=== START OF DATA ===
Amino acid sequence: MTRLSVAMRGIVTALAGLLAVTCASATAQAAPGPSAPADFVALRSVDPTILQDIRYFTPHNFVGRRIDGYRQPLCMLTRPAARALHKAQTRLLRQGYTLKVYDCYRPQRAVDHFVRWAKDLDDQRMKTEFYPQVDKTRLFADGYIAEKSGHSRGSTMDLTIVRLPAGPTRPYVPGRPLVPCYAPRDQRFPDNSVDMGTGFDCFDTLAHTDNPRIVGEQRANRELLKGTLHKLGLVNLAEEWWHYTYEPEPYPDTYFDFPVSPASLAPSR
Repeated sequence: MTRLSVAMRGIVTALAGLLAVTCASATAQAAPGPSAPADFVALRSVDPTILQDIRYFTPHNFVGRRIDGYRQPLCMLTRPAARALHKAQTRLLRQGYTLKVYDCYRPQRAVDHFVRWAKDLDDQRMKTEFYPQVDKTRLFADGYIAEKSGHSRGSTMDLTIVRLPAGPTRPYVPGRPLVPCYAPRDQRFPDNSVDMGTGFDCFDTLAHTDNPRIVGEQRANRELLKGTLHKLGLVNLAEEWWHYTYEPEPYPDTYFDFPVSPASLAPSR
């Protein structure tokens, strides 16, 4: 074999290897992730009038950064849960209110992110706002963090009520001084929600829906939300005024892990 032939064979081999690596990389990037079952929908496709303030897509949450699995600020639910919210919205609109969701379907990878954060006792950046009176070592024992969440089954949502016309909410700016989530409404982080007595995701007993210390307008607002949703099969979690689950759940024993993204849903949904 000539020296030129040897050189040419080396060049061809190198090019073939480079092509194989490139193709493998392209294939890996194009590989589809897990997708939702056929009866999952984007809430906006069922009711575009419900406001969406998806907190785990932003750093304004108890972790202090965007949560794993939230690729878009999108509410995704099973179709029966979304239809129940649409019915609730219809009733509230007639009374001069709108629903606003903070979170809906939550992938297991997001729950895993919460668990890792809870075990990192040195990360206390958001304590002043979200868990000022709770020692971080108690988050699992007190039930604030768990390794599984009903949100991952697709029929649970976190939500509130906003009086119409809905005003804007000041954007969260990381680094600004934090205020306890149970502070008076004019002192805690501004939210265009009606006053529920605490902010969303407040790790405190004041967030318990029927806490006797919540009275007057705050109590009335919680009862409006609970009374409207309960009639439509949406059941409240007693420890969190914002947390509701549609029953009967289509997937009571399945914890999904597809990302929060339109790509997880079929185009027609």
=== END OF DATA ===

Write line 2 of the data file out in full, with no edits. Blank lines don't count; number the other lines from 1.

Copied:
Repeated sequence: MTRLSVAMRGIVTALAGLLAVTCASATAQAAPGPSAPADFVALRSVDPTILQDIRYFTPHNFVGRRIDGYRQPLCMLTRPAARALHKAQTRLLRQGYTLKVYDCYRPQRAVDHFVRWAKDLDDQRMKTEFYPQVDKTRLFADGYIAEKSGHSRGSTMDLTIVRLPAGPTRPYVPGRPLVPCYAPRDQRFPDNSVDMGTGFDCFDTLAHTDNPRIVGEQRANRELLKGTLHKLGLVNLAEEWWHYTYEPEPYPDTYFDFPVSPASLAPSR